Upgrading

A much needed rainy day here in the studio affords me an equally much needed rest.

The last few days of summer like weather nudged me outside to put the garden to bed and my body is respondingly sore…but my soul…that is very very much alive.

Heavy sweaty work of raking and mulching the mountains of leaves felt as cathartic as counting up all those votes here in the great state of Pennsylvania. I danced some righteously happy jigs while tossing the hay all over the Ruth Stout garden. The crows, bluejays, wrens and one shy bunny all raised their voices in joyous song while I dug up the last of the late season potatoes.

The winds of change have indeed shifted and for me, it happened in a flash. Just like that, ding dong…the weight lifted, the doors flew open wide…and there was spontaneous partying in the streets all across the land. It reminded me of the sublime enthusiasm that Skip had while directing her swan song.

The Muses are vibrating with this newfound energy and I’m listening.

First order of business is to clean up this website. It is almost 20 years old now and since we are on about the business of clearing out cobwebs I’ve signed on  to update and upgrade and give it a general overhaul.

We will be working throughout the next couple months with most of the tweaking being done behind the scenes and under the hood…or so Ross tells me. (More on his new company and adventures to come.)

Along with some design changes I will be using this opportunity to reorganize the Print section of my site. The time is upon us to make good on what I had promised to do this time last year…raise the prices on the prints. The material and shipping costs have increased even more so we have settled on $295 as the new charge for the 17 x 22 sized prints.

I’m announcing that now because, like I did last year before the holidays, it will give those who are interested an opportunity to purchase prints at the current $195 until the NEW website goes live early next year. Shipping will continue to be FREE.

A total revamp project like this signals to the Muses that I am ready to rock and roll.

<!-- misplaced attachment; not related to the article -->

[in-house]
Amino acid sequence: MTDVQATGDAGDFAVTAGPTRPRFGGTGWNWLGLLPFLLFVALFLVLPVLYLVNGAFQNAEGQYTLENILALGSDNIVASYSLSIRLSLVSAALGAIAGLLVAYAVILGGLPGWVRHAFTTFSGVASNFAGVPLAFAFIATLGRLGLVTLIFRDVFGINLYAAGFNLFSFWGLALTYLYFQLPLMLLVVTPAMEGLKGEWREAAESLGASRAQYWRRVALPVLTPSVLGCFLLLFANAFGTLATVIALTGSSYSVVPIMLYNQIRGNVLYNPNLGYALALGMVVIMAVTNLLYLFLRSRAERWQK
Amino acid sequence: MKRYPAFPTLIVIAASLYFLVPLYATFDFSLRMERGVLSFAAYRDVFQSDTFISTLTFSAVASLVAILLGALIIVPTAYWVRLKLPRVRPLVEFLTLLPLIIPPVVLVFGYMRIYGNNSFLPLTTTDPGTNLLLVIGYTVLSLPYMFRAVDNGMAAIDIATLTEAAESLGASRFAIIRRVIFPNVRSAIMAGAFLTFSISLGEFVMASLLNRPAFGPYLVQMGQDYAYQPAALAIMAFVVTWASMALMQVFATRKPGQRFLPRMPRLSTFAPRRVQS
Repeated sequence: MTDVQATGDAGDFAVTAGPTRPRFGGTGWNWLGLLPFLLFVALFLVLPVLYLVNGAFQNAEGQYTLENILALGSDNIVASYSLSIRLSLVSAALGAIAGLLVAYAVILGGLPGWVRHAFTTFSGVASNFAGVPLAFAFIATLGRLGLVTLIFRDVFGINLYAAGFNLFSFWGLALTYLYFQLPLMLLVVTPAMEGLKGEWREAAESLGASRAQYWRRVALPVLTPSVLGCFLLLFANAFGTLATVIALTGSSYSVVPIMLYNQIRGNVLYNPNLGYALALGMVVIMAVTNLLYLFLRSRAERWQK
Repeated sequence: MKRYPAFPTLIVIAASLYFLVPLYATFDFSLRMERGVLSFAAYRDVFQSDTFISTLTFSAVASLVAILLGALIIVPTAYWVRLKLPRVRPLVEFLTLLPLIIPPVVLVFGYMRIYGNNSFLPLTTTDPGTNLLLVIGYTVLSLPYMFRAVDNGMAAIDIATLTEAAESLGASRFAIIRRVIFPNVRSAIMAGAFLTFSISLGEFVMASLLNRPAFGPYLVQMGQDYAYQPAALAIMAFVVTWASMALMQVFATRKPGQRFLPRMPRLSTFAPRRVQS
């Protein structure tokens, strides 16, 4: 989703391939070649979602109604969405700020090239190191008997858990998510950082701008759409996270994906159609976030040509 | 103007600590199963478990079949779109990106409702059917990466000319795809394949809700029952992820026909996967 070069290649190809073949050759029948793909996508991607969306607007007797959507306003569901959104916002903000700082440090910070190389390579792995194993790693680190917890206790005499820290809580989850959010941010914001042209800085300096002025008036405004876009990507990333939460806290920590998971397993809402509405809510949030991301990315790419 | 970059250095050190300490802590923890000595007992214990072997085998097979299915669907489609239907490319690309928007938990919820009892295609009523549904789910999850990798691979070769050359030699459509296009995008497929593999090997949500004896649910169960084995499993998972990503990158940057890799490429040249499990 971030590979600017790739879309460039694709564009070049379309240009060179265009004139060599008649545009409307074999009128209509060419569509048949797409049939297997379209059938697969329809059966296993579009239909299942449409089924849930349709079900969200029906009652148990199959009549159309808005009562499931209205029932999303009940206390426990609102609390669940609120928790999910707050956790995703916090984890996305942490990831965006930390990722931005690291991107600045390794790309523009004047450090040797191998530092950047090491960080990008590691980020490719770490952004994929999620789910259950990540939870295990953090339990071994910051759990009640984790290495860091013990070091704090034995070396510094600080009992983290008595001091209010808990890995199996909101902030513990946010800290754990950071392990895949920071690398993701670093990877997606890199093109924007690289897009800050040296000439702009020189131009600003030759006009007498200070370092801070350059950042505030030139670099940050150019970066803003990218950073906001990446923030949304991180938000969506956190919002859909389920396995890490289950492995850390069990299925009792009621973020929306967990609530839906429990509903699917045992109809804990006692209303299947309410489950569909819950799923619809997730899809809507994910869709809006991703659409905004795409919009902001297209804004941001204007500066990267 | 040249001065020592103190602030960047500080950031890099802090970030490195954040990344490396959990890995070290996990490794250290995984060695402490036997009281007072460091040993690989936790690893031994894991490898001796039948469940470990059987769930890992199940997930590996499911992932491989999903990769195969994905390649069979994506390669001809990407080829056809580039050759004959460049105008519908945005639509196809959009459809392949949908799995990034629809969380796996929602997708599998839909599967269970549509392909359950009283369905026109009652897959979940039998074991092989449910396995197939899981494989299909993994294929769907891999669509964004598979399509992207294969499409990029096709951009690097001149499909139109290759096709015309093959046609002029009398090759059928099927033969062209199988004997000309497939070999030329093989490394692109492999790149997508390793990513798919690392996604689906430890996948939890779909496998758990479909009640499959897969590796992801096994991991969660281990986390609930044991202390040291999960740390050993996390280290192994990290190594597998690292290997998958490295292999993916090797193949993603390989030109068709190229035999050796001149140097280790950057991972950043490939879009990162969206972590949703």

Uncharacteristically…and quite surprisingly…I have absolutely no idea what I will paint next.
Which feels just right.
Herself told me she’s not the least bit worried about that.

So there you go.

I’ll bring you along for the ride…
let’s see where this train takes us !


Reminded of another life…

Two messages on the same day.

The first was from my Goddaughter Emily and her Wife Ashley who sent some snaps from Canada of their handsome son Oliver. We love getting to see photos of Ollie who is just the happiest little boy with a clever impish smile…can’t get enough of them. But this one was extra special.

First I have to take you back…way back…over 30 years ago…
I was living with Peter Follansbee in the general store in Muddy Creek Forks, where we were studying our respective crafts. He was the more serious woodworker and I the wannabe painter but we overlapped in the chair and basket department.

Along comes a visit from Emily, a very young version of Herself, and as I had begun making children’s ladderbacks…this one had her name on it…

I just love the confidence and pride in here expression there. Such a love.

So now we fast forward to this …

And now I’m melting into a thousand puddles.

You go Ollie…I hope to show you how to make one of those chairs some day. But that bucket of crayons is also right up my alley and down my street…I can’t wait to see what you do with those !

So I’m all warm and nostalgic thinking of the journey that chair and the chairmaker has made and then I get some pics from Follansbee himself.

Here’s a sketch of my basement woodworking shop in our log cabin which I made for Peter back in ’97

Can you find the pipe ?